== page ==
Books 1983 Omaha Harvest Celebration Pow-Wow Fieldnotes by Carl Fleischhauer
I had noticed that the singers and their pair of drums were located in the center of the arena, and I wanted to look over this the area to plan my microphone setup. The good thing was that there was a roof over the singers where I could hang microphones and cables, but the bad thing was that it was about 75 feet from the arena edge (where I planned to set my tape recorder) to the center. The mike cables would have to be strung through the air like telephone lines and, considering the cable I would need to go up and down the poles at either end, I reckoned I would need 100′ of cable for each microphone placed at the center.
The day's activities had begun just before I left to go to the airport. The first event was the Grand Entry, led by David Blackbird, the lead dancer or “whipman,” carrying an American flag. This event led me to unlimber my cameras and start shooting. By the time Dorothy and I were introduced to Wolfe, the pow-wow was several dances into the afternoon. As we talked, I asked Wolfe about going out to the center for a look-see. He explained the correct way to enter the arena. Wolfe said that one should enter at the main gate at the east end of the arena, and proceed in clockwise fashion around the center. It wasn't quite clear to me how strictly I was to observe that rule when I was heading for the center for “technical” purposes. Dancers and singers, of course, were to be very strict about it. I compromised, entering in the east and slipping around the periphery until I reached a halfway point and crossed to the center.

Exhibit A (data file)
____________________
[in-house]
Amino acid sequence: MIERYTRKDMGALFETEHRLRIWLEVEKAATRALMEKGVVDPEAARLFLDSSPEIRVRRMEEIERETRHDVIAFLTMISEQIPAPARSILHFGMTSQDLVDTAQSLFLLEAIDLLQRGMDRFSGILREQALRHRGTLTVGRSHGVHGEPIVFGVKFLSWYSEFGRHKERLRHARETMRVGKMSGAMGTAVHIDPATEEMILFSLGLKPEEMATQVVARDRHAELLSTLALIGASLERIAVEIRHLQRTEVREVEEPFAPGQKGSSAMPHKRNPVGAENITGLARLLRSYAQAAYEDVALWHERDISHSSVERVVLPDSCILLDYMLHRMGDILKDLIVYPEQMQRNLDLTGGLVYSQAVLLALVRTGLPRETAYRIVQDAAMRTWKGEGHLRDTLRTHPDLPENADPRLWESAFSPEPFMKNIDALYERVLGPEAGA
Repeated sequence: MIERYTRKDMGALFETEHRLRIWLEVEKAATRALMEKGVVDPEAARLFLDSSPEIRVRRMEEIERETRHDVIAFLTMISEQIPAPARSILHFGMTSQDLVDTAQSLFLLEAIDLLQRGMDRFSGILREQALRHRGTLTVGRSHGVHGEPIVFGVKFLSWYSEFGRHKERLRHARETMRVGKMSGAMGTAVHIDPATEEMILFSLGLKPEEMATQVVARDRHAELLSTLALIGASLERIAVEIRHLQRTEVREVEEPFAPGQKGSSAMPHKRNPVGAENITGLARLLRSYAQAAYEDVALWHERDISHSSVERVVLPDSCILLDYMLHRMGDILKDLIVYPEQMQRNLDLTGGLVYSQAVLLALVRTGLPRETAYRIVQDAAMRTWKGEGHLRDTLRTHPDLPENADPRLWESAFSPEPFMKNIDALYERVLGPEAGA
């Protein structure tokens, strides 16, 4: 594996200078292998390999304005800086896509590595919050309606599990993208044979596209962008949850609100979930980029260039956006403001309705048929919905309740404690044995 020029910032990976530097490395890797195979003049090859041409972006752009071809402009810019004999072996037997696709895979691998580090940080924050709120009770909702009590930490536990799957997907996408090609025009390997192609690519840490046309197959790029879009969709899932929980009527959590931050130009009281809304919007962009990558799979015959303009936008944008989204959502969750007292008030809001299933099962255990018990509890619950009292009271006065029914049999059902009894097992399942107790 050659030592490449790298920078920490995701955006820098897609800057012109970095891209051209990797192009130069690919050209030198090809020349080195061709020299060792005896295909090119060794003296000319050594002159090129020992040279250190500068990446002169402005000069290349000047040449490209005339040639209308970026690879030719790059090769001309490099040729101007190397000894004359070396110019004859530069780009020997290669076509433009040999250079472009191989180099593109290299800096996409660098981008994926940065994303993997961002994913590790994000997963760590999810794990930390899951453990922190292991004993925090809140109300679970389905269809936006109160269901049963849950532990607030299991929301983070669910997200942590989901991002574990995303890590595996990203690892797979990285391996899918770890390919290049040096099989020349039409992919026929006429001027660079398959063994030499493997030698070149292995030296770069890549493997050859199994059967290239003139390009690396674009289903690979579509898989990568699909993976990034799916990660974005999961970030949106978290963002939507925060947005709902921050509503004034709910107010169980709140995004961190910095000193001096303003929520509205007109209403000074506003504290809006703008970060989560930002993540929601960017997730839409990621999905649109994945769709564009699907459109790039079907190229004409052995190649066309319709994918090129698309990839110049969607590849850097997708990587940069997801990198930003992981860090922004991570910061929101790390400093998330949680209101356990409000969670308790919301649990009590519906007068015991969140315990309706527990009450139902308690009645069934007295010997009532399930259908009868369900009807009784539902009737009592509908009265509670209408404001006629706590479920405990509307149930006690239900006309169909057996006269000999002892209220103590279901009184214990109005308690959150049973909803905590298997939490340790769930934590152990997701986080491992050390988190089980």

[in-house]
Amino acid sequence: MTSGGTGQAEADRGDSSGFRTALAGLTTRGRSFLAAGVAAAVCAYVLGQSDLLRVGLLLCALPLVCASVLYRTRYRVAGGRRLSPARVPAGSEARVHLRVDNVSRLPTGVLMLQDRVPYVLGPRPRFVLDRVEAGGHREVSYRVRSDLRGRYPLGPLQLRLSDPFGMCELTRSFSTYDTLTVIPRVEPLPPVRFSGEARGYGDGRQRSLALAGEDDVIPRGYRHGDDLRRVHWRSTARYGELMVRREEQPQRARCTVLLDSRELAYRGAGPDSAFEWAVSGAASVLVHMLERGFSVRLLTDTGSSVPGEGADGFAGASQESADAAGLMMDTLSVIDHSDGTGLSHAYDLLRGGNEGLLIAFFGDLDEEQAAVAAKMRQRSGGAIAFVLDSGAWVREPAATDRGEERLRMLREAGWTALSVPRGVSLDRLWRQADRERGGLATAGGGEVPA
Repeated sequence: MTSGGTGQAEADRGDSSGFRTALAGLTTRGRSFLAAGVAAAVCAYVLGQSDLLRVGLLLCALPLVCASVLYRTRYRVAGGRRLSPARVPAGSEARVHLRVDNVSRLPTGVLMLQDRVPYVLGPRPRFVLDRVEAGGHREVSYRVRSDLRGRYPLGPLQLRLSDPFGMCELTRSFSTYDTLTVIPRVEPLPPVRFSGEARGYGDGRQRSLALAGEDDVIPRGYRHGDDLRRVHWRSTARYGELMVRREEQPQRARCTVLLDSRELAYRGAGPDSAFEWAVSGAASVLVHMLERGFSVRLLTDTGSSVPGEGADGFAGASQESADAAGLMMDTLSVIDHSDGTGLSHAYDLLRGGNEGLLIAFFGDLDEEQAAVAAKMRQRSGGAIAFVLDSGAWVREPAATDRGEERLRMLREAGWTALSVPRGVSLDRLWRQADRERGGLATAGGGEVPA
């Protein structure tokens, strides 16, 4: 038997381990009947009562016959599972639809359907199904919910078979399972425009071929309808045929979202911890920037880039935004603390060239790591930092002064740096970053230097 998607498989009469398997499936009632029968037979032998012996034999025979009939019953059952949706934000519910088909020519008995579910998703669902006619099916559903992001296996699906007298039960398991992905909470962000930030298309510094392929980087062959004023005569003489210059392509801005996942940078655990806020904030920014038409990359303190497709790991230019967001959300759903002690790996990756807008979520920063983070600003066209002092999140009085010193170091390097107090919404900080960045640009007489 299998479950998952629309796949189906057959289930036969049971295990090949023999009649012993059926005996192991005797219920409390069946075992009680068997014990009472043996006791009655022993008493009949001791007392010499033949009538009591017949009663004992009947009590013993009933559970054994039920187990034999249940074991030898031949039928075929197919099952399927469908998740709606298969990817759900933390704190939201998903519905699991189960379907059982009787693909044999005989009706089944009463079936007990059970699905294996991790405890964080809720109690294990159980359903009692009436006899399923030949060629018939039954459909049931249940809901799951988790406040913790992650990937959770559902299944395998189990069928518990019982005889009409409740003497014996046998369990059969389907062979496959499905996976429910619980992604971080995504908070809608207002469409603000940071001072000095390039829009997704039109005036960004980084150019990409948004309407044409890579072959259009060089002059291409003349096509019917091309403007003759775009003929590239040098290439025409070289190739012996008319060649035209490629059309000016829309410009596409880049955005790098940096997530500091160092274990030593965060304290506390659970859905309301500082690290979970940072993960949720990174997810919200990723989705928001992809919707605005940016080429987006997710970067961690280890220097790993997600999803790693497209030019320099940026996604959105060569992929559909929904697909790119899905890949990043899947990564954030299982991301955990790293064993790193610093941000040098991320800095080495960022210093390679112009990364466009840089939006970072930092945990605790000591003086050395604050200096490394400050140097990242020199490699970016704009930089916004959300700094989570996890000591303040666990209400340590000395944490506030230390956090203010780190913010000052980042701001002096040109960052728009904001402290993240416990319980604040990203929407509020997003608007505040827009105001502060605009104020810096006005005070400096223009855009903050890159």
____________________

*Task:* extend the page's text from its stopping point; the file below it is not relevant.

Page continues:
As I did this, I noticed two or three men with wooden sticks or white painted canes. They were wearing officials' vest: a red vest with the pow-wow name and symbol on the back. I saw later that there were white shawls with the the same symbol, worn by the women members of the pow-wow committee when they danced. The men with the vests and canes seemed to be occupied largely with shooing errant dogs and children out of the arena. I later saw that these men, called Arena Directors, were in charge of more general matters of decorum, but dogs and children occupied some of their attention during the whole weekend. Macy seemed to be home for a large number of relatively unhealthy looking mutts, dogs that reminded of the “pi” or pariah dogs I had seen in India. It was never clear to me whether they had individual owners, or just roamed freely through the town.
The roof over the singers and drums was a somewhat rough affair made of two-by-fours and covered with about four sheets of four-by-eight fiberboard, all painted white. The frame of two-by-fours, I could see, would provide me with an ideal support for a stereo microphone pair for the main drums.
I had expected a single drum with the singers, but the setup here had a pair of equal-sized drums surrounded by a group of about ten to fifteen men sitting in an oval. There was but one leader, Head-Singer Rufus White. I later learned that this arrangement seemed unusual to Maria LaVigna, a veteran of the pow-wow circuit. She said that normally she would expect only one drum per unit. Indeed, for several songs—notably the shorter items for contests—the group would divide into